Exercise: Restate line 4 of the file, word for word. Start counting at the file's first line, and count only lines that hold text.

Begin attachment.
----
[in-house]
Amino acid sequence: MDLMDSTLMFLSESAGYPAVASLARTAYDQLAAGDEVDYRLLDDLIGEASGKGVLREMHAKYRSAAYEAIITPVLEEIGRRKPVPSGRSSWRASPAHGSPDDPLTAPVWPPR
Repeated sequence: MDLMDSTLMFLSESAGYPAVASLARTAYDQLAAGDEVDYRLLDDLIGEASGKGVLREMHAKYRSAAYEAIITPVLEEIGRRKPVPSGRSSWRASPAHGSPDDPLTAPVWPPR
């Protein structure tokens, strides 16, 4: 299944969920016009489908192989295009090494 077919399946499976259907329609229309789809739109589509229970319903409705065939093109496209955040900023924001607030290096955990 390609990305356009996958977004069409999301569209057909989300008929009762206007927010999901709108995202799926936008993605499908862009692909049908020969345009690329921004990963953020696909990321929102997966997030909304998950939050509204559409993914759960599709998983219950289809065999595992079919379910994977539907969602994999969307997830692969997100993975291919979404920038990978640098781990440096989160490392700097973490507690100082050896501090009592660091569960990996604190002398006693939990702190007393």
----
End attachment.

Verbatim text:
């Protein structure tokens, strides 16, 4: 299944969920016009489908192989295009090494 077919399946499976259907329609229309789809739109589509229970319903409705065939093109496209955040900023924001607030290096955990 390609990305356009996958977004069409999301569209057909989300008929009762206007927010999901709108995202799926936008993605499908862009692909049908020969345009690329921004990963953020696909990321929102997966997030909304998950939050509204559409993914759960599709998983219950289809065999595992079919379910994977539907969602994999969307997830692969997100993975291919979404920038990978640098781990440096989160490392700097973490507690100082050896501090009592660091569960990996604190002398006693939990702190007393």